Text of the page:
Prof. Gives the Vatican a Lesson in African History, Politics and Spirituality

Regis Associate Prof. Ethan Sanders, Ph.D., calls Julius Nyerere “the most important African that most Americans have never heard of.”

But thanks to Sanders, hundreds of people in Rome, and thousands more beyond, now know quite a bit about a founder and the first president of Tanzania, a man whose political leadership Sanders said was not only influenced by his Catholic faith but, who, in turn, influenced Catholic leaders and even Popes.

Sanders, a Denver native who has taught courses on Africa and the Middle East at Regis for 10 years, was an invited keynote speaker at a symposium called “Julius Nyerere: A Politician with Soul,” last November at the Pontifical Gregorian University in Rome.

The symposium examined how faith informed Nyerere’s leadership. Born in1922 in Tanganyika, Nyerere became Catholic at age 20. He was a leader in uniting Tanganyika and Zanzibar to form Tanzania, and became the new country’s first president in 1964. He is remembered, too, as a tireless proponent of ujamaa, a Swahili word that roughly means “familyhood” and emphasizes social justice, equality, mutual respect and putting the common good ahead of self. Nyerere lived that philosophy as Tanzania’s president in part by becoming one of only a handful of African leaders to surrender power voluntarily.

Nyerere, who died in 1999, has been designated a Servant of God by the Catholic Church, the first step in the process toward sainthood, and a case is being assembled for his beatification.

At the symposium, Sanders said he couldn’t resist shaking things up a bit. “I decided to be somewhat provocative and talked about how he influenced the thinking of a number of recent Popes.”

The Gregorian Pontifical University, founded by Saint Ignatius in 1551, is Rome’s oldest Catholic University, and a veritable training school for future Popes. The Greg, as it’s known, has educated 16 Pontiffs, and boasts of being the alma mater of 900 bishops and one-third of the members of the current College of Cardinals.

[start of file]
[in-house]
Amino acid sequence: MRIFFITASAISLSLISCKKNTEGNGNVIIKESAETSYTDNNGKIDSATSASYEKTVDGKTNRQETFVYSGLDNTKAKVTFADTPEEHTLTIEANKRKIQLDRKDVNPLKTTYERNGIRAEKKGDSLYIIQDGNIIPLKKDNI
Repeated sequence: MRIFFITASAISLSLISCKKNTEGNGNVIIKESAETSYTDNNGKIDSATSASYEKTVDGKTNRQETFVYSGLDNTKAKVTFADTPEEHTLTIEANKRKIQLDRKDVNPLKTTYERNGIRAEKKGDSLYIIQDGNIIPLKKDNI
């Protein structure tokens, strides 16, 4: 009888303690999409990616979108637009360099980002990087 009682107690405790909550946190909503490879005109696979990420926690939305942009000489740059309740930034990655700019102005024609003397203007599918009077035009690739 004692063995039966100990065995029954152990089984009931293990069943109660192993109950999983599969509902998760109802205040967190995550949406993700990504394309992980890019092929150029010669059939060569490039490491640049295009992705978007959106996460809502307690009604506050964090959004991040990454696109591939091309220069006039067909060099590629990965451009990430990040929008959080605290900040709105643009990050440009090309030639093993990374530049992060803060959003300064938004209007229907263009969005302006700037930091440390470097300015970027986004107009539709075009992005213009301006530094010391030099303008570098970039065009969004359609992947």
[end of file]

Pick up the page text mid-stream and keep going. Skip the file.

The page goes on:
The majority of students at the Greg go on to diocesan service. Yet, while more than 15 percent of current students come from African countries, Sanders said no African-focused courses are offered.

In Rome, Sanders got to collect knowledge as well as dispense it. He lodged at the Jesuit world headquarters, attended Mass led by Pope Francis in St. Peter’s Basilica, passed through doors guarded by the Swiss Guard on his way to combing through historical archives. And, he said, “The head of the Jesuit Archives ... took me into the vault where I got to see the hand-written manuscript of St. Ignatius’ Spiritual Exercises – the foundational book of the Jesuit order.”

Sanders prowled those hallowed halls because he combined purposes on the trip. In addition to edifying others about Nyerere, he continued his own research on the man he acknowledges he hadn’t heard of, either, until he was in graduate school. That discovery led him to earn a second master’s degree, and then a Ph.D., at the University of Cambridge. Now Sanders is about to begin a relationship with another storied British institution: Oxford University Press has asked him to contribute a chapter on Nyerere, whom he calls Africa’s philosopher king, to a volume on eminent historic figures and faith.